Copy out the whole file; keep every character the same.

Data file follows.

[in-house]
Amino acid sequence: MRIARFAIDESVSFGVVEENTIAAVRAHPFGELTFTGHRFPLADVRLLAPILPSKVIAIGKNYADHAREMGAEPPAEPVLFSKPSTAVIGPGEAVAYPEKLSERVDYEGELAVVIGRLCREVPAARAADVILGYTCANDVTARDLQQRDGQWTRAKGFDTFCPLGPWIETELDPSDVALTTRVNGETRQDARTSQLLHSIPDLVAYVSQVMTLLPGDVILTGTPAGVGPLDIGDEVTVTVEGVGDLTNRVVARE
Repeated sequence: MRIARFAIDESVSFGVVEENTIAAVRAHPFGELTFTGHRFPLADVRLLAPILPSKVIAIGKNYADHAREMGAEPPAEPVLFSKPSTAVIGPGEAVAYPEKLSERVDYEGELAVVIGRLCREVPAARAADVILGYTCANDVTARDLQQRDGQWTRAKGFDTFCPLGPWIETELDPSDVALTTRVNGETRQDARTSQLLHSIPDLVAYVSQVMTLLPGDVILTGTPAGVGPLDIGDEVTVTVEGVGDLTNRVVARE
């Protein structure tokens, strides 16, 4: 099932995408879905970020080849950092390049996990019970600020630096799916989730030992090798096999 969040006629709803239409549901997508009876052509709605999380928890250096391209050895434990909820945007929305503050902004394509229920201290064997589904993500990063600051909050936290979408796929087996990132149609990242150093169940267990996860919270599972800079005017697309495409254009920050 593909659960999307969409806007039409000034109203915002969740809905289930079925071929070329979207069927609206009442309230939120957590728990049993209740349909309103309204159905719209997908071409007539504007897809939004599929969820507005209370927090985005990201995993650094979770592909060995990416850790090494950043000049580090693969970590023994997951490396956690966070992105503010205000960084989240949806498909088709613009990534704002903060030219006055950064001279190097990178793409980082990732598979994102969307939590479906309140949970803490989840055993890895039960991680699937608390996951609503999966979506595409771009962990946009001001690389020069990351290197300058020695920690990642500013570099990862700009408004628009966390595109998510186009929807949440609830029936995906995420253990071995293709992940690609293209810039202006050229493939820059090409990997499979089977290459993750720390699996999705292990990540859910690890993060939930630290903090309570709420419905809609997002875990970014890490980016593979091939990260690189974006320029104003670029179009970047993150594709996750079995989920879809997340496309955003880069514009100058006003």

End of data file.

[in-house]
Amino acid sequence: MRIARFAIDESVSFGVVEENTIAAVRAHPFGELTFTGHRFPLADVRLLAPILPSKVIAIGKNYADHAREMGAEPPAEPVLFSKPSTAVIGPGEAVAYPEKLSERVDYEGELAVVIGRLCREVPAARAADVILGYTCANDVTARDLQQRDGQWTRAKGFDTFCPLGPWIETELDPSDVALTTRVNGETRQDARTSQLLHSIPDLVAYVSQVMTLLPGDVILTGTPAGVGPLDIGDEVTVTVEGVGDLTNRVVARE
Repeated sequence: MRIARFAIDESVSFGVVEENTIAAVRAHPFGELTFTGHRFPLADVRLLAPILPSKVIAIGKNYADHAREMGAEPPAEPVLFSKPSTAVIGPGEAVAYPEKLSERVDYEGELAVVIGRLCREVPAARAADVILGYTCANDVTARDLQQRDGQWTRAKGFDTFCPLGPWIETELDPSDVALTTRVNGETRQDARTSQLLHSIPDLVAYVSQVMTLLPGDVILTGTPAGVGPLDIGDEVTVTVEGVGDLTNRVVARE
């Protein structure tokens, strides 16, 4: 099932995408879905970020080849950092390049996990019970600020630096799916989730030992090798096999 969040006629709803239409549901997508009876052509709605999380928890250096391209050895434990909820945007929305503050902004394509229920201290064997589904993500990063600051909050936290979408796929087996990132149609990242150093169940267990996860919270599972800079005017697309495409254009920050 593909659960999307969409806007039409000034109203915002969740809905289930079925071929070329979207069927609206009442309230939120957590728990049993209740349909309103309204159905719209997908071409007539504007897809939004599929969820507005209370927090985005990201995993650094979770592909060995990416850790090494950043000049580090693969970590023994997951490396956690966070992105503010205000960084989240949806498909088709613009990534704002903060030219006055950064001279190097990178793409980082990732598979994102969307939590479906309140949970803490989840055993890895039960991680699937608390996951609503999966979506595409771009962990946009001001690389020069990351290197300058020695920690990642500013570099990862700009408004628009966390595109998510186009929807949440609830029936995906995420253990071995293709992940690609293209810039202006050229493939820059090409990997499979089977290459993750720390699996999705292990990540859910690890993060939930630290903090309570709420419905809609997002875990970014890490980016593979091939990260690189974006320029104003670029179009970047993150594709996750079995989920879809997340496309955003880069514009100058006003």